Sister Rosemary Stanton, missionary and educator, celebrates golden jubilee

by Joan Kurkowski-Gillen

North Texas Catholic

September 24, 2018

Sister Rosemary Stanton reacts with a smile at the start of her Jubilee Mass of Thanksgiving Sept. 15 at Nolan Catholic High School in Fort Worth. Sr. Rosemary celebrated 50 years as a Sister of St. Mary of Namur. (Ben Torres/NTC)


FORT WORTH — When Rosemary Stanton graduated from Nolan Catholic High School in 1967, her goal was to join the Peace Corps. Teaching religious education one day a week to disadvantaged youngsters, and a summer spent working for Head Start in the same poverty-stricken neighborhood, kindled a desire to help the less fortunate.

“I became aware of my many blessings and felt I wanted to give to others some of what I had received,” the Fort Worth native said, remembering her teenage years.

Thoughts of becoming a Peace Corps volunteer in a third-world country paired the opportunity to serve with youthful adventure.

Her father nixed the idea.

“He thought it was too dangerous,” she explained, citing her dad’s protective nature as a reason for the decision.

At the time, her parents, Baldwin and Bernice Stanton, could not have imagined that within five years their daughter would begin a lifetime of ministry in places like the Democratic Republic of Congo, Rwanda, Cameroon, and Brazil as a Sister of St. Mary of Namur.

Family, friends, and former classmates of Sr. Rosemary gathered inside the Hartnett Arena at Nolan on Sept. 15 for a Mass of Thanksgiving to celebrate the former missionary’s 50 years as a member of the religious order. Taught by the Sisters of St. Mary at St. Ignatius Academy, Our Lady of Victory School, and Nolan, the former cheerleader entered the community in 1968 after attending the University of Texas at Arlington for one year.

“Although I was very involved in my social life, I still felt something was missing,” said Sr. Rosemary, who enjoyed parties and dating in high school. “I often wondered what God wanted me to do in life. I would have loved to marry, have a family, and raise them as good Christians but I also felt the call to religious life.”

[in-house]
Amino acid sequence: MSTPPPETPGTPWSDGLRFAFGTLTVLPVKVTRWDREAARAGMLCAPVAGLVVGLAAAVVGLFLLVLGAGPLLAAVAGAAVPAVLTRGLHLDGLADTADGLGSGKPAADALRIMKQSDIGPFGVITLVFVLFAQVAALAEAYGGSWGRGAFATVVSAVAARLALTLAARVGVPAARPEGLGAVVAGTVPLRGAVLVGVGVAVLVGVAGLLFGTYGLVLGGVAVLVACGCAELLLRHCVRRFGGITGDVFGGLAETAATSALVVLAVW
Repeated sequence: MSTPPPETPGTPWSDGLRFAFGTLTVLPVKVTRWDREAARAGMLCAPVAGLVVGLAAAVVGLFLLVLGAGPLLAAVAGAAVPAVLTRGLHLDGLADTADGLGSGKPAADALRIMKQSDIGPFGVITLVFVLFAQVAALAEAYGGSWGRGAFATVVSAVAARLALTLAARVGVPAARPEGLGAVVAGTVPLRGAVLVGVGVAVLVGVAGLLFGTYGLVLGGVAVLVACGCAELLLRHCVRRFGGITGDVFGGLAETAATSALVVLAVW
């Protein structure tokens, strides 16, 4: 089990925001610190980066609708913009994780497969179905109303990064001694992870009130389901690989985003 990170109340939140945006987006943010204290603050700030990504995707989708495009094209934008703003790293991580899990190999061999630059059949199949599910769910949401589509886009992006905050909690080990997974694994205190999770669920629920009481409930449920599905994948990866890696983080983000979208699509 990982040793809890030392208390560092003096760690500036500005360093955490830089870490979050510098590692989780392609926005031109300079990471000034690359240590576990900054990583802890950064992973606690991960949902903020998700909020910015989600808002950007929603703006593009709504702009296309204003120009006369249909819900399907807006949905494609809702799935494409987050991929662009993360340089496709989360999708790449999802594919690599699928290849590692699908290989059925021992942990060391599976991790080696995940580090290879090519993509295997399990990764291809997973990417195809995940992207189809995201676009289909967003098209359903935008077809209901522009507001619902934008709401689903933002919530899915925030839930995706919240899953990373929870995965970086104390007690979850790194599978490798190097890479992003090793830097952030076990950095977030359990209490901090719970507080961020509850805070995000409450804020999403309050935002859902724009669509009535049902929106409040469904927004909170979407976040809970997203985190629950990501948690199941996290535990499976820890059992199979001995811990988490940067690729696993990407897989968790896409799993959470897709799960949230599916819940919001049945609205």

Inspired by her religious educators, she decided to enter the convent at the age of 19.

“Since then, I’ve been abundantly blessed by the experiences I’ve been given,” said Sr. Rosemary, who spent nine years teaching religion and homemaking skills in Africa and 26 years in northeastern Brazil doing pastoral ministry in parishes and schools.

Living in different countries among people of different cultures fostered a sense of global awareness in the Texan.

“I know close-up about the beauty, the human richness, and, at times, the great material poverty and unjust situations in these places in the world,” she pointed out. “And my religious life is different because of this.”

Thanks to her life in the missions, Sr. Rosemary has a keen awareness of how people live in underdeveloped areas.

“Their presence in my heart and life make me hear a continuous call to live in solidarity with them,” she added.

Sister Rosemary Stanton, SSMN, chats with her goddaughter Lisa Guerrero (right) after the Jubilee Mass of Thanksgiving at Nolan Catholic High School in Fort Worth. (Ben Torres/NTC)


After returning to Fort Worth, Sr. Rosemary went to work at her alma mater as a pastoral minister organizing liturgies and retreats for students. She also serves on her congregation’s General Council — a team of five women who manage the needs and mission of sisters working in 10 countries.

“The charism of the Sisters of St. Mary just bubbles out of her,” said Paul Combest, a former Nolan coworker who now lives in San Antonio. “I wanted to be here today to honor Rosemary. She’s just wonderful and takes care of this community — the students, staff, and alumni.”

Father Joe Pemberton, a Nolan classmate of Sr. Rosemary, concelebrated the Mass along with Bishop Michael Olson, Nolan’s chaplain Father Maurice Moon, Father Tom Craig, and Father Anh Tran. During his homily, Fr. Pemberton thanked his longtime Nolan friend for her faithfulness to the Church and religious life.

 “It is good for us to be here today,” he said resolutely. “At a time when the Church is wrestling with so many issues — an element of our Church that is so broken — Christ brings us to this joyful moment to remember there are many men and women who courageously stand before Christ and His Church as a witness to the Gospel.”

The jubilee celebration honors such a woman, he told Mass participants.

“Sr. Rosemary Stanton and her 50 years of commitment to religious life remind us that even in the midst of brokenness, Jesus is present.”

Offering remarks at the end of the Mass, Bishop Olson thanked the jubilarian for her ministry, vocation, and dedication.

“Today is a day of Thanksgiving for all the sisters,” he said. “I thank God for the gift of the Sisters of St. Mary — for the charism of the order and the spirit of your founders that is in tandem with the voice of Christ — especially in serving the needs of the poor.”

Sr. Rosemary’s father may have quashed dreams of the Peace Corps, “but he was proud of her, we all are,” insisted her eldest sibling Ed Stanton.

Hearing his popular, college freshman sister wanted to join the convent was a surprise, he admitted.

“But that was her decision and we were for it,” Stanton added. “She’s done a lot for people. I’d say my father would be full of joy about this 50th jubilee.”

FORT WORTH — When Rosemary Stanton graduated from Nolan Catholic High School in 1967, her goal was to join the Peace Corps. Teaching religious education one day a week to disadvantaged youngsters, and a summer spent working for Head Start in the same poverty-stricken neighborhood, kindled a desire to help the less fortunate.

Published (until 12/27/2035)